Smooth leather

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The word smooth is used to describe all types of leather, where the visible side is the grain side, regardless of the strength of the natural grain of the animal's skin.

Calfskins have a very fine grain and crocodiles a very strong grain structure. The top is always a "smooth leather". Embossed or coated split leather is also referred to as smooth leather because it looks like it is. But, actually, it's not because the scar side is not processed to the outside.


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Calfskin has a much finer grain structure than crocodile leather.

 

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Smooth leather is available in many variations: fine grained, strong grained or gloss or dull.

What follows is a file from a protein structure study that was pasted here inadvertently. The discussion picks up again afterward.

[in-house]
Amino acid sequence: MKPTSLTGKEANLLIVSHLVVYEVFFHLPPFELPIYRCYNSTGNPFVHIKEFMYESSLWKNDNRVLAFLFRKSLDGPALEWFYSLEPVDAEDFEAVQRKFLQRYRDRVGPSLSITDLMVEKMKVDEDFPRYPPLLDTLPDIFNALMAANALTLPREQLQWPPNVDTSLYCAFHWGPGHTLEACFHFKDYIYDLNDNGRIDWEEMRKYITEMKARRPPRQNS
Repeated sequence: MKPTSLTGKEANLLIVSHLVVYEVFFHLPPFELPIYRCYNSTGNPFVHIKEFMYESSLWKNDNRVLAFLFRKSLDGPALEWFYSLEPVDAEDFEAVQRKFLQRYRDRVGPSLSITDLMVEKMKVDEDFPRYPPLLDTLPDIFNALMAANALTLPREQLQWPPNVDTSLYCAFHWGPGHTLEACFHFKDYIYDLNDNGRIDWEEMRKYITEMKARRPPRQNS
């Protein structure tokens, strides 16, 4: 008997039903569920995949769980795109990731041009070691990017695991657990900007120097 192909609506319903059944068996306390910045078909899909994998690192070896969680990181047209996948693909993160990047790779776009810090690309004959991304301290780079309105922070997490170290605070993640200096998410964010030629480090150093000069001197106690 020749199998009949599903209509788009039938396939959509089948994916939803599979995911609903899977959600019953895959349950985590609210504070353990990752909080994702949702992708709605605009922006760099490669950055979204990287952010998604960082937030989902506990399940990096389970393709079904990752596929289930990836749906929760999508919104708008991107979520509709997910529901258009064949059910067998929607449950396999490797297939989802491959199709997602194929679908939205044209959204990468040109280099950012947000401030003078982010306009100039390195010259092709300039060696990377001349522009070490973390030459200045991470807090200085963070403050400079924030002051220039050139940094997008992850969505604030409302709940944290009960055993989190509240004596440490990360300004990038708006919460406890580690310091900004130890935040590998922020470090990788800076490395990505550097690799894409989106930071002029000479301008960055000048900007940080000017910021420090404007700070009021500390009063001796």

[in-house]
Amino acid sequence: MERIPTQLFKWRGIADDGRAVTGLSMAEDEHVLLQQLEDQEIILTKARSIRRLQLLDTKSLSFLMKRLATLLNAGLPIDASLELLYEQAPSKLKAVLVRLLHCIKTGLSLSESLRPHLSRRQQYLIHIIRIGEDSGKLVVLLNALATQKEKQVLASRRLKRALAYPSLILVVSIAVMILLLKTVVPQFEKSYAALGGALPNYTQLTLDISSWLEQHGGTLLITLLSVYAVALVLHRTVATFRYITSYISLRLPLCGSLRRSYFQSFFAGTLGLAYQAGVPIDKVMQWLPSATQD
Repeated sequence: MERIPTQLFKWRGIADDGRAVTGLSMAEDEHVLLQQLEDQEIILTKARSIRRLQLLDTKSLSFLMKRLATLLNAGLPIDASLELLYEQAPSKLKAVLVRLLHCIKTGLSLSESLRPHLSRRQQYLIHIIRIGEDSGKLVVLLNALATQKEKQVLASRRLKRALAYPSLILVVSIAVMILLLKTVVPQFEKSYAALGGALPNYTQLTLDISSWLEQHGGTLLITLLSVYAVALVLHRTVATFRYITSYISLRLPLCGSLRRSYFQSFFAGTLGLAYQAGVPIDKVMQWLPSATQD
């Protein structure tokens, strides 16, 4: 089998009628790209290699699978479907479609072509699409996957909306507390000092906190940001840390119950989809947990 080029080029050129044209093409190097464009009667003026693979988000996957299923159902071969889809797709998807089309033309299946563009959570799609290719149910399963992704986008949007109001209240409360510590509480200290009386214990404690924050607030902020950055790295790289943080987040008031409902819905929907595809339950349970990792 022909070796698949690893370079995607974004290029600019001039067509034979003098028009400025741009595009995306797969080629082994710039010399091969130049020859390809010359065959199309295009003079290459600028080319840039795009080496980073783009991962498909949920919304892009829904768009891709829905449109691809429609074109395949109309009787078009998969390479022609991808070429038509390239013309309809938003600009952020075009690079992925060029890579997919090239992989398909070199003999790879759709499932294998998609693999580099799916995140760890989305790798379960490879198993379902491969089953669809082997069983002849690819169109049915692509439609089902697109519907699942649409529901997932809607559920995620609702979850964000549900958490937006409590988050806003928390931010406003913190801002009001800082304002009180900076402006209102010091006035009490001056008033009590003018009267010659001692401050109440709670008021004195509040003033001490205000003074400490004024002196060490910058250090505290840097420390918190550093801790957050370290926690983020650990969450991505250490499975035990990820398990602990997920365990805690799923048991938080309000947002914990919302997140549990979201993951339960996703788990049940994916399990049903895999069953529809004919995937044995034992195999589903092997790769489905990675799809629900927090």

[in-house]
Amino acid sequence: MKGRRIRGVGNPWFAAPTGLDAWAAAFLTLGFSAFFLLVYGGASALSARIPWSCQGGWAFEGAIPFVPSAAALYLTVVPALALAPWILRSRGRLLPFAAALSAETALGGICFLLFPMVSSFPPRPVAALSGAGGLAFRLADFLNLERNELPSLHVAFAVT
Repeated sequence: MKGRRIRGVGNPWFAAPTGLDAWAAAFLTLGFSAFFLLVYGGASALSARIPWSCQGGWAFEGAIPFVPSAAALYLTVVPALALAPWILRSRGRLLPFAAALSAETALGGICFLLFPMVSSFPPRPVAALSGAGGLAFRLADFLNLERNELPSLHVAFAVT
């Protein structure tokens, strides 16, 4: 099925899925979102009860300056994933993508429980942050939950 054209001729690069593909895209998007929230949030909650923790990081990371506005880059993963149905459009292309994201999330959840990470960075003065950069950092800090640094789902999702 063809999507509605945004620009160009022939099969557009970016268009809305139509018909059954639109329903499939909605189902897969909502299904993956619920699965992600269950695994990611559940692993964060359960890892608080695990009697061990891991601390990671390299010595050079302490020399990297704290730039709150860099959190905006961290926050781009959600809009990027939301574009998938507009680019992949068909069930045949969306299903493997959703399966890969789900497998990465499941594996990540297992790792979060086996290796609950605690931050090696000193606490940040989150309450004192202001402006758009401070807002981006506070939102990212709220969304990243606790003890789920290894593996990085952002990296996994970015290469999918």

Smooth leather can be surface-coloured (pigmented) or porous (aniline leather) and its properties vary depending on the thickness of pigmentation on the surface. Aniline leather feels more beautiful, but fades quicker and is very stain-sensitive. Surface-dyed leathers are significantly less sensitive to stains and fading, but they do not feel so soft and warm.


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Picture 1: A water drop on a pigmented smooth leather. Due to the coating, the drop does not penetrate the surface.

Picture 2: On aniline leather, the water drop sinks into the leather and darkens it.

 

Leather, where the hair is still present, is called fur.

The other side of smooth leather is leather with velvet like surfaces: split leather (suede) and the smooth sanded grain side, called nubuck.


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Suede - Nubuck

 

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Structure of the leather colouring and finish. Without finish = aniline leather.

 

Video about different types of leather.


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